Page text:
Every time you leave your home, you're probably very careful about locking all the doors and windows, maybe even switching on an intruder alarm if
you have one. You can't be too careful, right? But how careful are
you when it comes to securing your computer? Do you take pains to
choose complex passwords and not write them down where other people
can find them? Even if you do, isn't it just possible someone else
could hack into the systems you use and do all kinds of damage? Now
more and more people are moving their lives online, banks,
websites, and others are having to take security far more seriously,
no longer relying on simple passwords to keep intruders at bay. One
increasingly popular measure is called two-factor authentication,
and it's the online equivalent of a combination lock whose code keeps on
changing. How exactly does it work? Let's take a closer look!
Photo: Your computer and the online systems it gives you access to may be one of the most valuable things in your life, but how secure is it really?
Most people now access all the important areas of their life—banking, shopping,
insurance, medical records, and so on—simply by sitting at their
computer and typing a username and password into a website. Getting
access to something this way is called one-factor authentication,
because you need to know only one thing to get into the system: the
combination of user name and password is like a single key to a
single lock. In theory, this kind of protection should be reasonably
secure; in practice, it's less and less trustworthy. Many people choose
trivial passwords that are easy to guess (like their partner's or child's name, their own name, or even the word "password"). Or they write passwords down on sticky notes stuck to the computer or let their web browser store passwords for
them. Lots of people use the same username and password across many
different websites (so a rogue user who steals your details from one
site can immediately get access to any other site you use). If you
regularly use cyber cafés, or computers at colleges or other public
places, there's a risk you could inadvertently store your password on
a machine someone else will use or forget to log out of a secure
Even if you're sensible with passwords, you're not necessarily as secure
as you think: your password can be stolen in all kinds of ways
you'd never even notice. It's possible for clever hackers to write
keystroke logging programs that sit quietly on your computer
remembering all the keys you press, including any passwords you
enter. Viruses, worms, and other kinds of malware (malicious software)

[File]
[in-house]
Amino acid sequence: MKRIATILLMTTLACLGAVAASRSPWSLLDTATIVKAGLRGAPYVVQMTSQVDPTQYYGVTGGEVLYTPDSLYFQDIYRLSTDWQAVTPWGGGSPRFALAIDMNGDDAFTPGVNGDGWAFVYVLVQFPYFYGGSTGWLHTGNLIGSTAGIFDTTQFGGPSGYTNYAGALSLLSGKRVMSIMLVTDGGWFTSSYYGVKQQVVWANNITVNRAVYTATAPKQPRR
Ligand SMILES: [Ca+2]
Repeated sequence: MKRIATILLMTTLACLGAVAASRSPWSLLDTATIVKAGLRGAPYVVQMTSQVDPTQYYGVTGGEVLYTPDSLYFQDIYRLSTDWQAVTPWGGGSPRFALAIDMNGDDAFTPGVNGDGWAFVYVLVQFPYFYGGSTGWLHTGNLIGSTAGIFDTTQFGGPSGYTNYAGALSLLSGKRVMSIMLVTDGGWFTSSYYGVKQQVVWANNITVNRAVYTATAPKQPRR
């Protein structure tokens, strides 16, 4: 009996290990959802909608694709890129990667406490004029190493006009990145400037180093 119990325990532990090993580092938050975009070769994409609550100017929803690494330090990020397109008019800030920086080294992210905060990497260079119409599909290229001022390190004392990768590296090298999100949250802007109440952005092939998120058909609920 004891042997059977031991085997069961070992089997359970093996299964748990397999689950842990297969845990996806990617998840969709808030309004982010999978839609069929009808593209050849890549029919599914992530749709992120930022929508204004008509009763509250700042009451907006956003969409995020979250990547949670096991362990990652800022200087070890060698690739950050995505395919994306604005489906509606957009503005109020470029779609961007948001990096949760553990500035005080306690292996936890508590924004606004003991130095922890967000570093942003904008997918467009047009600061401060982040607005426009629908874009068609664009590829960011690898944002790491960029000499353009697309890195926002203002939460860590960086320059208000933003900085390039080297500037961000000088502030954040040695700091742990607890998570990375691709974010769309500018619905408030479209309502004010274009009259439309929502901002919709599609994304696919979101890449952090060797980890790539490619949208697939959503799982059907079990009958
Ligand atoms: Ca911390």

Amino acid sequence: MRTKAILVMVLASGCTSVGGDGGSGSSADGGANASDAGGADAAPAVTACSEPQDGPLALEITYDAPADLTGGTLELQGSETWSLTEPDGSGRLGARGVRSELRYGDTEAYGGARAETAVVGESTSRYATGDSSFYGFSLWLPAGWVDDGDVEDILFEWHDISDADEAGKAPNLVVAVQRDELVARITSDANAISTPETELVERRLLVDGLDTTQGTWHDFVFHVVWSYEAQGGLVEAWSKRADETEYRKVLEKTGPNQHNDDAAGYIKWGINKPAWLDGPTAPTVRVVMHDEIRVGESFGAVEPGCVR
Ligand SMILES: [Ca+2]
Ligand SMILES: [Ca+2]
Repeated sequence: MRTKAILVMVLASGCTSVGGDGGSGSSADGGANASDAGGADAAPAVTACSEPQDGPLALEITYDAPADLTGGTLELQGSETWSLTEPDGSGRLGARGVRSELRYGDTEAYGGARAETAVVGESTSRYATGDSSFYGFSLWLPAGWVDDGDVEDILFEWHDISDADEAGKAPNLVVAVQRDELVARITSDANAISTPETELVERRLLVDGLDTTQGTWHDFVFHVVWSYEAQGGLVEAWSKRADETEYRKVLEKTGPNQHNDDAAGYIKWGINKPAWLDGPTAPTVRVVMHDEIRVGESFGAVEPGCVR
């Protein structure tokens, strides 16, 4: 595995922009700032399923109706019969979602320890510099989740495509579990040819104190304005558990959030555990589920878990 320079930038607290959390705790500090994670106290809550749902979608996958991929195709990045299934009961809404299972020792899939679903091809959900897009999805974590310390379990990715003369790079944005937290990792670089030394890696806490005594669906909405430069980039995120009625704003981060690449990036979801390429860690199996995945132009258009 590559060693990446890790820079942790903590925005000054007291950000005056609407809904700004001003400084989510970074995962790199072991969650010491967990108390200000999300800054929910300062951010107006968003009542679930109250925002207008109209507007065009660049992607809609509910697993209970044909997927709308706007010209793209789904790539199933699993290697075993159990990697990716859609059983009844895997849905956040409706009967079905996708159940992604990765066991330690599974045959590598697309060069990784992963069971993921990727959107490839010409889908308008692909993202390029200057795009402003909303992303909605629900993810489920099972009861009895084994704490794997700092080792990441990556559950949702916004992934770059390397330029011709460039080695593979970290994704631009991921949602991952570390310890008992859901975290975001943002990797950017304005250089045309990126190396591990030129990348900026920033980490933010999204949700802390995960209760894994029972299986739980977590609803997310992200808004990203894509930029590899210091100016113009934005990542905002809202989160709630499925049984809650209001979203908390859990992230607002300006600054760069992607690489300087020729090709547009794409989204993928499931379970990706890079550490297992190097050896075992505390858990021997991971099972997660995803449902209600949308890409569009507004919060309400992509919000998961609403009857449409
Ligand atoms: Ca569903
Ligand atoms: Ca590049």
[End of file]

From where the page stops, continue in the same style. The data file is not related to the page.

are often rumored
to install keystroke loggers like this on people's computers. In
theory, passwords can also be stolen in transit as they're being sent from
the user's web browser to the server that checks ("authenticates")
them—something known as a man-in-the-middle attack; malware
installed in your browser can capture passwords even more easily
(that's known as a man-in-the-browser attack). If you're using
a typical Wi-Fi (wireless Internet) setup, everything you type into
your browser is broadcast publicly for a distance of up to 100m (over
300 ft) as it travels through the air to the router that takes you
online. If your system doesn't use proper encryption, it's possible
(in theory at least) for any sensitive information going back and
forth between your computer and the Internet to be captured by an
electronic eavesdropper. And since passwords are often relatively
trivial, and computers are becoming faster and ever more
sophisticated, it's possible for hackers to use completely automated
methods to get access to online systems. In one well-known technique
known as a dictionary attack, a hacker can program a computer
to log into someone's system by brute force, trying a list of common
words (or names) as passwords, one after another, until it hits the right one by
Banks and other organizations prone to cyber crime make life harder for online
intruders and thieves by requiring users to enter more pieces of
information at signon. You might have to enter not just a username
and password, but also a memorable piece of information such as
your date of birth, the town where you were born, your pet's name, or
whatever it might be. That's more secure, but it still doesn't overcome
problems like keystroke loggers, insecure Wi-Fi, man-in-the-middle,
or dictionary attacks.
What is two-factor authentication?
“... at Usenix's Enigma 2018 security conference in California, Google software engineer Grzegorz Milka today revealed that, right now, less than 10 per cent of active Google accounts use two-step authentication to lock down their services”
In the real world of bricks-and-mortar, banks try to secure their valuables by
putting them in vaults that have multiple security devices. A safe
might need two different sets of keys to open it, for example, with
each one held by a different, senior member of staff. Or it might
have a timelock that means it opens only between certain hours of the
day, whether you have the right keys or not.
The online equivalent of this is called multi-factor authentication (MFA) and it means
you have to pass distinctly different types of security check to get access to a
computer system. In theory, just as you could have a bank vault
secured by any number of keys and other security devices, so you
could have an online bank or shopping website secured by lots of
different security checks. In practice, most online systems that use
this extra security currently require you to sign in with a username
and password and satisfy one extra security check as well. Since
two separate checks are involved instead of the normal one, this is